I have just returned from the Sacred Places Conference in Liverpool which ran from 20 – 22 April at Liverpool Hope University. My presentation interrogates the notion of Sacred Flesh, by reflecting on my experience of visiting the Sokushinbutsu or Flesh Buddhas of Japan with Ko Murobushi in 2014.
Keynote speakers included Anne Bean, and a range of artists, scientists, astronomers, anthropologists and was a fascinating mix of ideas, thoughts and provocations that addressed where the sacred might exist within the contemporary. Together we were given free reign to dialogue with a word that seems banned or relegated to a secret, unspoken realm within a culture driven by logic and rationalism: it was like being allowed to breathe a little deeper.
‘Home’ as the extension of self: a sacred space can be a moving place for nomadic people.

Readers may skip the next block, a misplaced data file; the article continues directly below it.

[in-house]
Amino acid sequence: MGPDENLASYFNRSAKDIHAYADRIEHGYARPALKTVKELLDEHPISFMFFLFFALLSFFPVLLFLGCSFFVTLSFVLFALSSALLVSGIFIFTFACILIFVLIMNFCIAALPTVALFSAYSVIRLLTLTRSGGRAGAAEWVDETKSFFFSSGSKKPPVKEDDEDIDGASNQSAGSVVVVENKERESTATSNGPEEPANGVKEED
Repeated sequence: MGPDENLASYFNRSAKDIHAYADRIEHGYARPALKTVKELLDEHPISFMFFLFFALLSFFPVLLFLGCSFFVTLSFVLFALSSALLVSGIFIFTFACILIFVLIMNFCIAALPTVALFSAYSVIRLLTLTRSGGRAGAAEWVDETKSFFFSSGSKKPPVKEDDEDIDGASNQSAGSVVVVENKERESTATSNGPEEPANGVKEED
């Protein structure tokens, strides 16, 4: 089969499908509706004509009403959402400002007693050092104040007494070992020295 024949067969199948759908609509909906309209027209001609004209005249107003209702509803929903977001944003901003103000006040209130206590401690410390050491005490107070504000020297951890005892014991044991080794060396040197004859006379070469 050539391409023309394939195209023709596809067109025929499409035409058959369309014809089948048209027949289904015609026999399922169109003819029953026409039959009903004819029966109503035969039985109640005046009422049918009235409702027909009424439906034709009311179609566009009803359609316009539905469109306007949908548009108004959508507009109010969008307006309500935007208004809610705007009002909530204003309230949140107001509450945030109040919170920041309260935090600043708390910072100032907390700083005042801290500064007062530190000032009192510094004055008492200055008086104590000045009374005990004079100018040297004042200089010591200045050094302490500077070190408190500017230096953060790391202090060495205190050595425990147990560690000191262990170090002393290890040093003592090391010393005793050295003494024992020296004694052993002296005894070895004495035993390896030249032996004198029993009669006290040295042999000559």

Body as ‘home’: if the body becomes a sacred space, how does it then become violated?
Sacred spaces as being detached from the mundane and representing an idealized purity.
Irradiation of spaces by the bodies of performers, actors.
“staying with the trouble requires learning to be truly present, not as a vanishing pivot between awful or edenic pasts and apocalyptic or salvific futures, but as mortal critters entwined in myriad unfinished configurations of places, times, matters, meanings…” Donna Haraway, Staying with the Trouble